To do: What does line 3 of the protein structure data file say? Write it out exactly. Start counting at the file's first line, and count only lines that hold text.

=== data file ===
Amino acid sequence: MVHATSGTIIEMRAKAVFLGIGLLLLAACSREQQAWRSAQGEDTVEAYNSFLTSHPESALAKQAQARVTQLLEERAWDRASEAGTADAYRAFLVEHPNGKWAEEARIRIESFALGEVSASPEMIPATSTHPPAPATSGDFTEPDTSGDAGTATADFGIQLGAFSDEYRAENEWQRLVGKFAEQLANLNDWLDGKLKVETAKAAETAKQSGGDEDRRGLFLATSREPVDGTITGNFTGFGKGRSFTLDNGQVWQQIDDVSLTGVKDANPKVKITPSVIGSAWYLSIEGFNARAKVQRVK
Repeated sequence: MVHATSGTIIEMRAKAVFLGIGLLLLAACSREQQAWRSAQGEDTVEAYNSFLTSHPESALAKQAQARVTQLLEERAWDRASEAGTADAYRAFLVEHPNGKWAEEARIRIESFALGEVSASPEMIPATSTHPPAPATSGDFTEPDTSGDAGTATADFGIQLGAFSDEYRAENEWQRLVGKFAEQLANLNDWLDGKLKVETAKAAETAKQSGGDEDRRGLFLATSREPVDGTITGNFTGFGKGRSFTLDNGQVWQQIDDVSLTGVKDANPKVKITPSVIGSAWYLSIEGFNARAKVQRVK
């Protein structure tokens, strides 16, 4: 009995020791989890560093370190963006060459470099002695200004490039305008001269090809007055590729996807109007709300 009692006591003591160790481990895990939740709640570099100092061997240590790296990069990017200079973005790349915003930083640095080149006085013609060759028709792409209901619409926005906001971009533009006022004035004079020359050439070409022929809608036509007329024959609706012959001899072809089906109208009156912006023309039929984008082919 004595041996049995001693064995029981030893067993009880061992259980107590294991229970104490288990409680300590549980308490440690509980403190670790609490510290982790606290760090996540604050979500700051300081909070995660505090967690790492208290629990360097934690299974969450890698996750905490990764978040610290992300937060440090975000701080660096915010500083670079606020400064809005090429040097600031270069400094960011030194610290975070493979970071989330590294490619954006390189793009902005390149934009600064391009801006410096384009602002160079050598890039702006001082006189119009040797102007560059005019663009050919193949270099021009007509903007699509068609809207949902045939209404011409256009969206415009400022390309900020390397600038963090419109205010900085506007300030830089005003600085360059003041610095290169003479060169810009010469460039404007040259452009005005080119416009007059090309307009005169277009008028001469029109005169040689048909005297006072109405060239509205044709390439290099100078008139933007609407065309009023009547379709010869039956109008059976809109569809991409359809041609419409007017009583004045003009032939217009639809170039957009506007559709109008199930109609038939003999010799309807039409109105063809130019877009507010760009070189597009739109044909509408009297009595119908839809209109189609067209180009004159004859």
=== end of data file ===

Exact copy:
């Protein structure tokens, strides 16, 4: 009995020791989890560093370190963006060459470099002695200004490039305008001269090809007055590729996807109007709300 009692006591003591160790481990895990939740709640570099100092061997240590790296990069990017200079973005790349915003930083640095080149006085013609060759028709792409209901619409926005906001971009533009006022004035004079020359050439070409022929809608036509007329024959609706012959001899072809089906109208009156912006023309039929984008082919 004595041996049995001693064995029981030893067993009880061992259980107590294991229970104490288990409680300590549980308490440690509980403190670790609490510290982790606290760090996540604050979500700051300081909070995660505090967690790492208290629990360097934690299974969450890698996750905490990764978040610290992300937060440090975000701080660096915010500083670079606020400064809005090429040097600031270069400094960011030194610290975070493979970071989330590294490619954006390189793009902005390149934009600064391009801006410096384009602002160079050598890039702006001082006189119009040797102007560059005019663009050919193949270099021009007509903007699509068609809207949902045939209404011409256009969206415009400022390309900020390397600038963090419109205010900085506007300030830089005003600085360059003041610095290169003479060169810009010469460039404007040259452009005005080119416009007059090309307009005169277009008028001469029109005169040689048909005297006072109405060239509205044709390439290099100078008139933007609407065309009023009547379709010869039956109008059976809109569809991409359809041609419409007017009583004045003009032939217009639809170039957009506007559709109008199930109609038939003999010799309807039409109105063809130019877009507010760009070189597009739109044909509408009297009595119908839809209109189609067209180009004159004859």